Chapter 1: Introduction
One of the great questions - for any of us interested in sixteenth-century queenship - has to be the one about Elizabeth and Mary. There were, as Mary Queen of Scots famously put it to first Mary and then Elizabeth Tudor, ‘two Queens in one Isle’. By any standards Elizabeth did well - so well that many (myself included) would account her the greatest monarch in British history. Revisionist work may tweak that picture, but only slightly. Revisionist work, by the same token, now suggests that Mary Tudor did better than we might guess from simplistic stories of ‘Bloody Mary’. (If nothing else, she paved the way for Elizabeth’s smoother accession.)
Yet nothing revisionist work can do - and John Guy for one has provided a wealth of detail to show that Mary did at least try to rule her country - can hide the fact that in the end she failed, and failed spectacularly. The question is, why?
It’s a question I’ve had to ponder a number of times. (Not least when, on BBC Radio 4’s Today programme, I had once to argue that Mary Queen of Scots was the worst monarch in British history. My point was that while most bad monarchs only manage to mess up one country, Mary clobbered two of them - Scotland, and England, where her constant efforts at subversion seriously compromised Elizabeth’s rule.) I’ve recently discussed it in Game of Queens, my study of the women who ruled sixteenth-century Europe. Even more recently, I’ve had to contemplate it again as background for a novel, The Queen’s Mary, I’ve written about Mary Stuart’s famous attendants, the ‘Four Marys’.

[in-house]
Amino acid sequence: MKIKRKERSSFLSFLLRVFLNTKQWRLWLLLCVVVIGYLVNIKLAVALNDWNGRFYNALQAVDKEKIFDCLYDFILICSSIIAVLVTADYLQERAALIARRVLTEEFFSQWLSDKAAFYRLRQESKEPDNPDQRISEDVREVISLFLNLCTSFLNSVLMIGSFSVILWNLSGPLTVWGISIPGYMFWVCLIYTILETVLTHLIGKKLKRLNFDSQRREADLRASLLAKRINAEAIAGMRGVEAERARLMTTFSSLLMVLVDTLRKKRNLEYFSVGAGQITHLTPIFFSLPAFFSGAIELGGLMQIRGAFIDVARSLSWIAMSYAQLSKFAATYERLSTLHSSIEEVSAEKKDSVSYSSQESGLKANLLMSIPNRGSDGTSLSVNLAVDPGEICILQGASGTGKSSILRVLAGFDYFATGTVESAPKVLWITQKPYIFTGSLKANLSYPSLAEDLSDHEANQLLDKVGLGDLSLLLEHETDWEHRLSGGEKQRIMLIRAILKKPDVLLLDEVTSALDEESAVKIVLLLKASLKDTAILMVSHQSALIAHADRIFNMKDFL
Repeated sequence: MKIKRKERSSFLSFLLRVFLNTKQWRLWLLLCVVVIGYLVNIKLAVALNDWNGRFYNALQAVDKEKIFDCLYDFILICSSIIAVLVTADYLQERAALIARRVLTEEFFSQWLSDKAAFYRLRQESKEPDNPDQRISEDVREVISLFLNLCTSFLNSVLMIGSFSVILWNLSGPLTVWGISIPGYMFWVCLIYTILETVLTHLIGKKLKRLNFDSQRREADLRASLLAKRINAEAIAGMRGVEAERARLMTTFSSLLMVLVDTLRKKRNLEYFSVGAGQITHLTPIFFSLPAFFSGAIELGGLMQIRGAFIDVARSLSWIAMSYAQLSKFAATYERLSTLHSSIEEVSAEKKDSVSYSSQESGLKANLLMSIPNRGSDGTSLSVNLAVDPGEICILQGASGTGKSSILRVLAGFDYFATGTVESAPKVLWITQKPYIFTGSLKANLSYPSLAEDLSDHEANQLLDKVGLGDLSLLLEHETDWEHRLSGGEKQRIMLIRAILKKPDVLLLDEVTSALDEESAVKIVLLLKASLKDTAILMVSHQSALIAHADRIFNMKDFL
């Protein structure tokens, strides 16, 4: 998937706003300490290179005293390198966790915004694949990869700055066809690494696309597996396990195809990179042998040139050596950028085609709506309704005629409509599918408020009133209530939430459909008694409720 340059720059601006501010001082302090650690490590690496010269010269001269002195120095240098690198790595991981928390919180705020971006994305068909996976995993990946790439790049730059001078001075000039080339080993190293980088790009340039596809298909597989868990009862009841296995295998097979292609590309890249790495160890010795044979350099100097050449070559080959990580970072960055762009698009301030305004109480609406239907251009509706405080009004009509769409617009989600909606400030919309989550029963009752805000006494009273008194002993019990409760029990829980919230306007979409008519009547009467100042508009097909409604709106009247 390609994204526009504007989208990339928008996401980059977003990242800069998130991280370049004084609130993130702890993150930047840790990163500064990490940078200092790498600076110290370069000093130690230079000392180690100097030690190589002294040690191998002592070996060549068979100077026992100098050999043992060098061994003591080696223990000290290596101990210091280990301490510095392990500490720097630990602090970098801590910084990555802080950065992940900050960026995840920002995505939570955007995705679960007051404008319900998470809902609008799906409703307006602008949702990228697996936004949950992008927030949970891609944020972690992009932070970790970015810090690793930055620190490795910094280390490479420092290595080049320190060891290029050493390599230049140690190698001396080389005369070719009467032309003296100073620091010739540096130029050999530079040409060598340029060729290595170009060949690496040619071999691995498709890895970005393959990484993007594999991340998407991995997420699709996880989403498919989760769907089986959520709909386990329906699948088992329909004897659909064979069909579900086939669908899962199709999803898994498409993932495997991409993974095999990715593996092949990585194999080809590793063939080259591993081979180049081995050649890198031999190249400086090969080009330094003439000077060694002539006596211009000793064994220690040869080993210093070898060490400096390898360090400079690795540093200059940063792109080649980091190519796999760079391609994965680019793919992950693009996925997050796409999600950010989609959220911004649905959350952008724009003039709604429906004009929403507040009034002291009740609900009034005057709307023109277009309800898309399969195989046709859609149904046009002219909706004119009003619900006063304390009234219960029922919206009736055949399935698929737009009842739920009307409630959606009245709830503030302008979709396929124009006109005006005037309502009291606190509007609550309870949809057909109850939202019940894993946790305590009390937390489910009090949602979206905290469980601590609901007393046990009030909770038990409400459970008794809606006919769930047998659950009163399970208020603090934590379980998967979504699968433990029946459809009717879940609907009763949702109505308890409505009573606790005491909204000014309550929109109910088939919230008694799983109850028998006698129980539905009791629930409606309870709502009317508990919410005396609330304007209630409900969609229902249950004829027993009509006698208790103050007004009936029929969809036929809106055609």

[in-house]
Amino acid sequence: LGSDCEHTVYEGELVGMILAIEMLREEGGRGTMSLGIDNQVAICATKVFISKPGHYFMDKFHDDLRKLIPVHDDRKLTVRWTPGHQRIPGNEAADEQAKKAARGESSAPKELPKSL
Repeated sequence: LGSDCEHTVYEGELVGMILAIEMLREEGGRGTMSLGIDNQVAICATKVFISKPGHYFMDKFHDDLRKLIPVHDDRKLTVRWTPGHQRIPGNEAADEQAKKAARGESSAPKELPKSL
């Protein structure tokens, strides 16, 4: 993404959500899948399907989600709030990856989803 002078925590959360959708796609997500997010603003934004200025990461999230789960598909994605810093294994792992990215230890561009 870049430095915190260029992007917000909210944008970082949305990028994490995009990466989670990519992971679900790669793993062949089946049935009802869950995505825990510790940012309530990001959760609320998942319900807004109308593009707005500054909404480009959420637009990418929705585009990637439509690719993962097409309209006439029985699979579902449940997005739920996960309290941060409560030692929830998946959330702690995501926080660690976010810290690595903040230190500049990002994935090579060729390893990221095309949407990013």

Was it her upbringing? Her character? - was she really, as fiction and drama have long seen her, the heart to Elizabeth’s head? Was the real secret the fact that Scottish nobles, the Scottish ruling bodies, had a different relationship to their monarch than English rulers enjoyed - and that, as crowning insult, this particular Scottish monarch had a different religion from many of her subjects?
All of the above, probably. But it may helpful, in this context, to look at one other thing - about just how revolutionary was the concept of a reigning queen, in the British Isles of the sixteenth century. And at what, on that subject, contemporaries had to say?